Fermentation control

If you place fermentation center stage, the next thing that becomes obvious is that you want to control this most important step. Control grants you influence on flavor development. Control allows you to reproduce your drink – at its highest quality level – time and again.

Just as fermentation is key to top shelf beverage production, so is control key to a quality ferment. Hence, when we (at iStill) think about helping you distill better products, we think about how we can provide you that control.

iStill’s solution

The result of that thinking? The iStill Fermenters, available in sizes of 2000 and 5000 liters, come with SG and pH and temperature control. And they are made out of 4 and 5 mm thick stainless steel. If fermentation is key to successful craft distilling, only the best is good enough.

Calibration of the pH probe is done at iStill HQ …


Testing the iStill pH probe in a pH 7.0 solution …


Testing the iStill pH probe in a low pH sugar ferment …


The iStill pH probe …



Neutralizing Dephlag Induced Taste Variance!


If you, as a craft distiller, want to make the best spirits possible, you need to have full control over all variables. If you want to make the beste spirits consistently, you need even more control. This iStill Blog post dives into the influence of dephlagmator induced taste variance, how it can screw up your run, and how iStill’s innovations help solve the issue.

The influence of a dephlagmator on distilling

A dephlagmator is a pre-condensor that sits high up in the column. When a beer or wine is brought to a boil, gasses rise up through the column. In a potstill, the gasses go up  via the riser and then migrate horizontally via the line arm and then are bend downwards before entering the secondary or product cooler.

Dephlagmator: a partial heat exchanger …


In a (traditionally plated) column a dephlagmator or dephlag is added near the top of the column or riser. The aim is for the dephlag to cool a certain percentage of the gasses back to liquid state. This liquid, called reflux, falls back down in the column and can be reprocessed by that column for further purification and concentration. For instance via bubble cap plates or perforated plates in that column, under the pre-condensing dephlag.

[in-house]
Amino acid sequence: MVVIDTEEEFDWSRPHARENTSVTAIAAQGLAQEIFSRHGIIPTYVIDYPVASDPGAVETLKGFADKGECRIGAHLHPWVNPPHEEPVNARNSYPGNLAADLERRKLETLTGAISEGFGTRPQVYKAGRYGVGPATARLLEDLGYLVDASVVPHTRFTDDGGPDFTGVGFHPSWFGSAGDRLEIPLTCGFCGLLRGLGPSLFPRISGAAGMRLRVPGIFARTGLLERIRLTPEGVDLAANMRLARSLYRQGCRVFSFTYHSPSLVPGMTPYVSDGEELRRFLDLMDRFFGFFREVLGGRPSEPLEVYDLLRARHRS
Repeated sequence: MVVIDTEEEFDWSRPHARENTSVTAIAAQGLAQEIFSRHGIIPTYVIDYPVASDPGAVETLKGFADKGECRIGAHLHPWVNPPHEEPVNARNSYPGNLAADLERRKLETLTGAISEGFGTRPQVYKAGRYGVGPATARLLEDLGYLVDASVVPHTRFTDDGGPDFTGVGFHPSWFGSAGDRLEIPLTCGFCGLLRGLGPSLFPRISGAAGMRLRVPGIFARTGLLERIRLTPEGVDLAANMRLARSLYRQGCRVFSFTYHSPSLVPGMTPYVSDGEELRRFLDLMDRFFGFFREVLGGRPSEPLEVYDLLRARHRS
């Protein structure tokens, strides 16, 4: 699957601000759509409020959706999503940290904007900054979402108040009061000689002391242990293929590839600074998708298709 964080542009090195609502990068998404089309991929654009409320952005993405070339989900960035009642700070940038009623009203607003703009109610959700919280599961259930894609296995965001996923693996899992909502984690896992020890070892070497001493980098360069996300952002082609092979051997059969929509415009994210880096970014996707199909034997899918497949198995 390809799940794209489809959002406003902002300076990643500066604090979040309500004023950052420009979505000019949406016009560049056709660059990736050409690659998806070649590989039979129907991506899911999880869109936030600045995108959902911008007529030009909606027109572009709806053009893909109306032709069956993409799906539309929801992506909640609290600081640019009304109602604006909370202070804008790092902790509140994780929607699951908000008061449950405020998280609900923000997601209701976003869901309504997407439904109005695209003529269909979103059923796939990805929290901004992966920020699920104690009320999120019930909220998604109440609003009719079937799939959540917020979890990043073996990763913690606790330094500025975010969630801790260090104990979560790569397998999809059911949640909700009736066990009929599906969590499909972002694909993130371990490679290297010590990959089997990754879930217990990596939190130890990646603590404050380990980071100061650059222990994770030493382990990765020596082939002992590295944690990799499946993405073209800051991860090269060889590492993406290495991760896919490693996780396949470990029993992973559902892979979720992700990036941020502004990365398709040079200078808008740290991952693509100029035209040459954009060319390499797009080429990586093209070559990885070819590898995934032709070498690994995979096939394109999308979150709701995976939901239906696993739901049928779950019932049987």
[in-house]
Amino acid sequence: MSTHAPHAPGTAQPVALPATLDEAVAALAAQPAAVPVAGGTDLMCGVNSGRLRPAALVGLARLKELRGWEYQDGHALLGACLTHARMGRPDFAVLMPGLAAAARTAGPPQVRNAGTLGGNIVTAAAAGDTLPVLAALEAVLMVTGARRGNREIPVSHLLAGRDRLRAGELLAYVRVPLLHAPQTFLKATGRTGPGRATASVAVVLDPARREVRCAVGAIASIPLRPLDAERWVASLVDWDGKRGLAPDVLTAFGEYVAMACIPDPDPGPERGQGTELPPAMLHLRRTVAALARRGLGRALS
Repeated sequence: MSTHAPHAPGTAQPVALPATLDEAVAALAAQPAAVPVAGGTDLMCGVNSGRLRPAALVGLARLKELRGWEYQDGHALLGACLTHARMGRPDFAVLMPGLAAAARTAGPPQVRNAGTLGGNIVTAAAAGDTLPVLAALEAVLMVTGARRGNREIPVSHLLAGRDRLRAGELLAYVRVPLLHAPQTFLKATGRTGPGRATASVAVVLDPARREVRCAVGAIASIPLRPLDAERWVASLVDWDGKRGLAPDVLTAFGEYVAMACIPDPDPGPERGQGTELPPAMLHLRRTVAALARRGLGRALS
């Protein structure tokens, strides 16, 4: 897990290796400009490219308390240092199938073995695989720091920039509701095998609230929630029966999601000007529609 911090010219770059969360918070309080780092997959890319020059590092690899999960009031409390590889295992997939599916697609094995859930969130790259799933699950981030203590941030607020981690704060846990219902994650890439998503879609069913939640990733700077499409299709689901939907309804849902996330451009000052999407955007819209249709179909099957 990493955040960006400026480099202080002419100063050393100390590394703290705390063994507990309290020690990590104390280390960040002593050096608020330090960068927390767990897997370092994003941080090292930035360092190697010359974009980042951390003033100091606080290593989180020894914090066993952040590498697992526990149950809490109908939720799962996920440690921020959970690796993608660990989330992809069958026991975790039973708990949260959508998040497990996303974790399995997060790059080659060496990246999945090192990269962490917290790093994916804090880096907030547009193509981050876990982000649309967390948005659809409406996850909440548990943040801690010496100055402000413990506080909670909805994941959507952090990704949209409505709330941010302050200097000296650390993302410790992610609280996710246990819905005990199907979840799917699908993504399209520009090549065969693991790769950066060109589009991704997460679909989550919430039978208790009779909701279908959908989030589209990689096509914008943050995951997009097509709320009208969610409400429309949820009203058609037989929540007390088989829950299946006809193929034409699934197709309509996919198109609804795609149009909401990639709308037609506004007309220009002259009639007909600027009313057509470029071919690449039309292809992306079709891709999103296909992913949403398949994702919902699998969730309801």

As a result of part of the gasses being cooled back to liquid phase – and them being redistilled lower in the column – rising gasses and reflux exchange molecules, making the reflux lower in ABV, while the gasses get a boost in alcohol percentage. When those now enriched gasses hit the dephlag again, another portion of them is turned into reflux, while another faction leaves – as gasses – the top of the column to be cooled down into spirits.

The dephlag is in use since the 1860’s and is still in use on most column stills for its capability of creating reflux. Here is a schematic drawing (yes, by yours only) of how a dephlag works:

Dephlagmator: reflux vs. enriched gasses …


How dephlag induced variance screws up your run

The dephlag is fed by gasses from the bottom and by cold cooling water from the side. The cold cooling water condenses (part) of the gasses. Near the top redistilled gasses leave the system, to meet-up with the secondary product cooler. Also near the top, now warmer cooling water exits the dephlag.

Even though dephlagmators do a good job at creating reflux, they come with a set of severe drawbacks. Drawbacks have to do with that dephlags run depending on cooling water. More water in means more cooling, more reflux, more purification, and less product. Less cooling water throughput means less reflux, less purification, and more product comes over per hour. But cooling water isn’t a given. It, and a number of other variables, has certain properties that are vulnerable to variance. Here are the biggest confounders:

  1. How cold or warm is the cooling water to start with?
  2. At what water pressure does the coolant come over?
  3. What’s the delta between the cooling water, the still, and the gasses?